RANCHO SANTA FE — Rancho Santa Fe residents Phil and Amy Mickelson are being honored by Men Against Breast Cancer at the eighth annual Think Pink & Blue Fashion Event on April 8 at Neiman Marcus in Fashion Valley.
The event is being hosted by Lena Evans, a noted local philanthropist.
“This is a great way to raise awareness of breast cancer and the important role men play in being a caring and supportive partner when the family is faced with a diagnosis of breast cancer,” Evans said.
Amy Mickelson was diagnosed with breast cancer in 2009. Because of the grace and dignity with which the couple has handled this crisis, they will receive the Gloria Heyison Inspiration Award.
“I can think of no other family that has taken such a deeply personal journey and opened up their struggles for all to share and see how they worked together as a loving family to do everything necessary for Amy. What a great blueprint for all to follow,” said Marc Heyison, founder and president of Men Against Breast Cancer.
The award was named in honor of Heyison’s mother, a 19-year breast cancer survivor.
“I am glad I can do something in her honor instead of her memory,” he said.
Because Phil Mickelson will be playing in the Masters in Augusta, Ga., on the night of the event, his sister Tina will receive the award on the couple’s behalf.
Heyison gives Evans the lion’s share of the credit for the local event.
“‘The Real Housewives of D.C.’ filmed at one of our events,” he said. “Lena Evans saw it and reached out on Facebook and wanted to do a fundraiser in San Diego. She has spearheaded the whole event.”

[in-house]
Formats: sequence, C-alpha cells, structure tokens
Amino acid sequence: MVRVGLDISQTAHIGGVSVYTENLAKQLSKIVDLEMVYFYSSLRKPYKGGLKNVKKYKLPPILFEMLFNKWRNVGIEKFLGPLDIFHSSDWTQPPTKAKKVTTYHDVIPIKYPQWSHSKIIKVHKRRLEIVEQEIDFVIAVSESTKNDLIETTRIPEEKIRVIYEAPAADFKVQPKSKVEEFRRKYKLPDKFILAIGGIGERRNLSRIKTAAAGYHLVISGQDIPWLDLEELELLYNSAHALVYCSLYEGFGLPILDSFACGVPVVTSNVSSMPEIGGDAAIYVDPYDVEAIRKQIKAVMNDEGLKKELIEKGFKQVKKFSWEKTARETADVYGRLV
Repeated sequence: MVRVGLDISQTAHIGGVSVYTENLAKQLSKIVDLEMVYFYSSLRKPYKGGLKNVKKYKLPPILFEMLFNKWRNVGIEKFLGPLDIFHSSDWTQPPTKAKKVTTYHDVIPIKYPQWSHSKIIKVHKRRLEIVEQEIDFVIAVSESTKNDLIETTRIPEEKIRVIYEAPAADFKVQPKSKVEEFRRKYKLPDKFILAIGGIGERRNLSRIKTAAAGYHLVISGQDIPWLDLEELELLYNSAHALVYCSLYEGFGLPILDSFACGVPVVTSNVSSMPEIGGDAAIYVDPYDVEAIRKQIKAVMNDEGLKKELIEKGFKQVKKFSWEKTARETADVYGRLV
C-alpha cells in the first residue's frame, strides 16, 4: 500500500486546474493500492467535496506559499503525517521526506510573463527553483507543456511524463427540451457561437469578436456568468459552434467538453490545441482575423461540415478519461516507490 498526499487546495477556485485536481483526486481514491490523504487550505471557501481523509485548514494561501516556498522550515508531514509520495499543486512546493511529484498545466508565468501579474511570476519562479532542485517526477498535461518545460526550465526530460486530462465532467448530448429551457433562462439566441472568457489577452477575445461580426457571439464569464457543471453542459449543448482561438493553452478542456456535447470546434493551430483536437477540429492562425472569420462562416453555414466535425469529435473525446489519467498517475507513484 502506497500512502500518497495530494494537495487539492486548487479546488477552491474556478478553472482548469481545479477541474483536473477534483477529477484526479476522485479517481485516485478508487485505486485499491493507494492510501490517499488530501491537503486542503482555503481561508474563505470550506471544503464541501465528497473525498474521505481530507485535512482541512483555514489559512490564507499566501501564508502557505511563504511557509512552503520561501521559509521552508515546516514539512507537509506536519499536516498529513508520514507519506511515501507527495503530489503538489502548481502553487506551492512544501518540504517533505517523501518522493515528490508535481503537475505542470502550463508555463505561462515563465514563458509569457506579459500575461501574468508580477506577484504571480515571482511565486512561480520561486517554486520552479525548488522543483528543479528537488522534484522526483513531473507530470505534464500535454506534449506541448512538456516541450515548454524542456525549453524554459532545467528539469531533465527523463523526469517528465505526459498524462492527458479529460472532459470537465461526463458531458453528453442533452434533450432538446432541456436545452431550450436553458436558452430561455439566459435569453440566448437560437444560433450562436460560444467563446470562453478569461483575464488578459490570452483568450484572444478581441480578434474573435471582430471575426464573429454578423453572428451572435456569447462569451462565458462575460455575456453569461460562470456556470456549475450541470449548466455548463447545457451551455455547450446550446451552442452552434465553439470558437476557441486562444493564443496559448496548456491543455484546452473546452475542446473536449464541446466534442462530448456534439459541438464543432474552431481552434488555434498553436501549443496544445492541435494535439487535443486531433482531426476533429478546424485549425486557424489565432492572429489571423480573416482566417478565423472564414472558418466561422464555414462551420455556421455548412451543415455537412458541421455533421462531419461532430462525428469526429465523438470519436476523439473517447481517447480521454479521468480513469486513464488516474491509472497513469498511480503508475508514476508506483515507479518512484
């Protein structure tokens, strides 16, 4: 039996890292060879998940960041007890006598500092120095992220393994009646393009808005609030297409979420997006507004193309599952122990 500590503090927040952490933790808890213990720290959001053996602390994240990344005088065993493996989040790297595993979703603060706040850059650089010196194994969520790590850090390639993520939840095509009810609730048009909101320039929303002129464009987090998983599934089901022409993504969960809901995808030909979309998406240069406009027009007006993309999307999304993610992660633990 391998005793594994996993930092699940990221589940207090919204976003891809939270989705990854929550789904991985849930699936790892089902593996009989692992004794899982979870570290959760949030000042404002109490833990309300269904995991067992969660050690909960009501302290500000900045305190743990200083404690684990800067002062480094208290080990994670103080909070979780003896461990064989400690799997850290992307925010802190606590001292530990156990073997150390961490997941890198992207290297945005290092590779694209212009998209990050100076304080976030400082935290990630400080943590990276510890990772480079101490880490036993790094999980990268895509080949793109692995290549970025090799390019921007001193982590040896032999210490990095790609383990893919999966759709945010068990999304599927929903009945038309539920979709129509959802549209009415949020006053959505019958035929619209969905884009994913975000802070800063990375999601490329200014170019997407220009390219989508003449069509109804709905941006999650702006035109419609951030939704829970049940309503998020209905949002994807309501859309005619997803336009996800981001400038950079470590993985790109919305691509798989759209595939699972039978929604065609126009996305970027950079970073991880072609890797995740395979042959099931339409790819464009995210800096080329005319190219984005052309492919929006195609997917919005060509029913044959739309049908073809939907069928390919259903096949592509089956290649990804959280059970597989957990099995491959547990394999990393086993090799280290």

Heyison said he thinks the idea for the organization began in the back of his mind when his mom was diagnosed with breast cancer.
The whole family went with her to every doctor appointment and every chemotherapy session.
“We all went 95 percent of the time. We were all there,“ he said. “I am not saying that to pat ourselves on the back. She was always there for us.“
He first began a golf tournament in 1993 to profit the American Cancer Association.
“The goal was to get underserved women to gain access to the same quality of care my mother had,” he said. “We started the nonprofit Gloria Heyison Breast Cancer Association.”
Getting men involved started in 1996, he said.
“How it happened was that one of my board of directors in the D.C. area was a man who happened to be a breast surgeon. He was getting a lot of men coming to him asking for advice about how to be a caregiver,” he said.
That was the catalyst for Maryland-based Men Against Breast Cancer.
“We are the only national nonprofit whose mission is to educate and empower men to help the women we love,” he said. “Our symbol is blue and pink ribbons which shows the partnership between men and women.”
During their workshops, “Partners in Survival,” men learn how to give quality, meaningful support to their stricken women.
“He needs to make sure the woman knows you love her and will be with her every step of the way, side-by-side,” he said. “Have open and honest conversations and it’s OK to be afraid and to share that fear. If you are not afraid, there is something wrong with you.”
Heyison has given the workshops in 35 states and in Canada, and regardless of race, religion, age or culture, fear is the great equalizer, the feeling of uncertainty and helplessness.
“The issue is they want information to help them and there is not a lot out there for them,” he said.
Men Against Breast Cancer offers a blue print and tools, workshops, books and a website, he said.
The workshops are given nationwide in conjunction with health care institutions.
To learn more about Men Against Breast Cancer, visit menagainstbreastcancer.org or contact Heysion at (240) 481-9352 or (866) 547-MABC or 6222.